Supplied largely by Canadian hydropower, Vermont also has the lowest total carbon dioxide emissions of any state.

The Clean Power Plan is the first set of national standards to address carbon emissions from power plants.

“We limit the amount of toxic chemicals like mercury, sulfur and arsenic in our air and our water and we’re better off for it,” Obama said in a speech announcing the regulations. “But existing power plants can still dump unlimited amounts of harmful carbon pollution into the air. For the sake of our kids and the health and safety of all Americans that has to change.”

While the U.S. has cut carbon pollution more than any other nation over the past decade, this is the single largest step the country has taken in that regard, the president said.

“We’re the first generation to feel the impact of climate change and the last generation that can do anything about it. That’s why I committed the U.S. to leading the world on this challenge,” Obama said.

According to the EPA, 14 of the warmest 15 years on record have come in this century.

To reach their goals, other states will have to come up with plans as to how they will comply and submit those plans to the EPA.

Those plans will include steps to lower energy use from high carbon output plants through dispatch of power from cleaner and renewable sources and end-user energy efficiency measures.

Until 2030, the EPA will establish interim carbon performance rates for coal- and oil-fired plants separate from performance rates for existing natural gas-fired combined cycle generating plants.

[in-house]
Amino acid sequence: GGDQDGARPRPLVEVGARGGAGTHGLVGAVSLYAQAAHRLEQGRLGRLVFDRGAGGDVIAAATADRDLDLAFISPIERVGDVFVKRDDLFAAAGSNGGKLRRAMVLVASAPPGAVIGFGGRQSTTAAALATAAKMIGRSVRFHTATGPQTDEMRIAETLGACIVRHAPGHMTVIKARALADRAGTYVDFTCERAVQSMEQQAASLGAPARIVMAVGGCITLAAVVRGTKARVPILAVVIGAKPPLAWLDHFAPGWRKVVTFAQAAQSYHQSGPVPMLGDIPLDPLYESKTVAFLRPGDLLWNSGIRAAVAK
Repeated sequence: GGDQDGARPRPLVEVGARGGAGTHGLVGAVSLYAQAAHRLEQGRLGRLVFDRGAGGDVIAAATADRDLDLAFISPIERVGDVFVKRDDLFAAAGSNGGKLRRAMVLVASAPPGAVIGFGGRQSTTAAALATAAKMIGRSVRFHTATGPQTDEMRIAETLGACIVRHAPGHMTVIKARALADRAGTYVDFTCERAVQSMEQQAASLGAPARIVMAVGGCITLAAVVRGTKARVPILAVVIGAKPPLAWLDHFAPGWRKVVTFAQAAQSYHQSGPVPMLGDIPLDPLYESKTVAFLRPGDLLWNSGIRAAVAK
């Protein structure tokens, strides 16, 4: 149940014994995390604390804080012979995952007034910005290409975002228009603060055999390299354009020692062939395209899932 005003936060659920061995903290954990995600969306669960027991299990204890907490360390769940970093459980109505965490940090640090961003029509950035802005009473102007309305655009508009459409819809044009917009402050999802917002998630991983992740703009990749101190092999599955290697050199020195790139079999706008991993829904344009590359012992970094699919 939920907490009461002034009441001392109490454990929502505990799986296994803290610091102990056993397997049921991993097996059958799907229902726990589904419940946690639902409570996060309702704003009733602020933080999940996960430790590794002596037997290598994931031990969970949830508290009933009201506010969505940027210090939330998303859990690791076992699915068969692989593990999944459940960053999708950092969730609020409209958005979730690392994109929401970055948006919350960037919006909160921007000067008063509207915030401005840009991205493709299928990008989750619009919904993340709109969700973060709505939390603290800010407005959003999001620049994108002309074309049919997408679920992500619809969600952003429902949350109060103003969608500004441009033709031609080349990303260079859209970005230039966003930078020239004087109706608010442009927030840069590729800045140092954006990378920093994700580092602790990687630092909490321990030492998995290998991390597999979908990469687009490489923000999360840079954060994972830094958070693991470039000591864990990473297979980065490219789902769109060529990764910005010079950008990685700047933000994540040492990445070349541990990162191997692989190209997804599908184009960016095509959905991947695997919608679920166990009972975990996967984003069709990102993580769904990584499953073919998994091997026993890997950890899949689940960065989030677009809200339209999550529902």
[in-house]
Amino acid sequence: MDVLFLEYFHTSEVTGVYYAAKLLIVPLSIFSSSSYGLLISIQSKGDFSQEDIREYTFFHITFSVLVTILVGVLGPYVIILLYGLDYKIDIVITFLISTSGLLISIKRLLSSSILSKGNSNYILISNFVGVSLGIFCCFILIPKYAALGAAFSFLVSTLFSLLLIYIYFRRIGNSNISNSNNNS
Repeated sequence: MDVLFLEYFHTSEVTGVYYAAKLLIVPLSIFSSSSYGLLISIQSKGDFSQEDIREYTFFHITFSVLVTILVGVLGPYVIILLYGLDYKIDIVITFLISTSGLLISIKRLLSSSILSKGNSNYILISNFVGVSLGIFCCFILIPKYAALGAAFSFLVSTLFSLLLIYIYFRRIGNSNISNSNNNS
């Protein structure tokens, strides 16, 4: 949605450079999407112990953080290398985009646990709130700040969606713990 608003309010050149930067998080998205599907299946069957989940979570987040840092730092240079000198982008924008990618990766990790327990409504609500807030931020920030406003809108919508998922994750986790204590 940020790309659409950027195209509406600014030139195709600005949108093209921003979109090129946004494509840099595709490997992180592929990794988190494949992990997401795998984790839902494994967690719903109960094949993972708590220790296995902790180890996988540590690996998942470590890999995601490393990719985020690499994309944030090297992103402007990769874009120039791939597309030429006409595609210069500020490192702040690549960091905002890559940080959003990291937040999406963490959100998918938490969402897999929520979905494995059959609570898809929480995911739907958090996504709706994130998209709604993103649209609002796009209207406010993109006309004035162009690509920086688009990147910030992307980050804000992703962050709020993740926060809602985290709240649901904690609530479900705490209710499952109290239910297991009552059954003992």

States will able to measure carbon output as a rate — pounds of carbon per megawatt of power produced — or through total carbon output in short tons per year, according to the EPA

Alaska will not be asked to submit an efficiency plan, at least for now.

“The basis of that proposed rule was really based on the assumption that every location had this robust interconnected grid and we felt like some of the assumptions that the rule was based on were not appropriate and they were not accurate in Alaska,” Koch said.

The Clean Power Plan would likely have impacted five coal and natural gas power plants in the Railbelt, she said.

Developing a more reliable and efficient Railbelt transmission grid at a cost of more than $900 million has been a hot topic among region utilities and the Regulatory Commission of Alaska and even spilled over into the Legislature during the last session.

Koch encouraged tempered optimism about the announcement because of the reason for the exemption.

“It’s clear that Alaska isn’t included in this; we have no goals or deadlines for submitting plans,” Koch said.

“However, EPA talked about the reason for that is that they lacked appropriate information and they do go on to say that the EPA is going to seek additional pieces of information.”

The state group that drafted the comments plans to meet soon to discuss the meaning for Alaska, particularly if the EPA wants more information from them on what Alaska can do to lower its carbon emissions.

Elwood Brehmer is a reporter for the Alaska Journal of Commerce. He can be reached at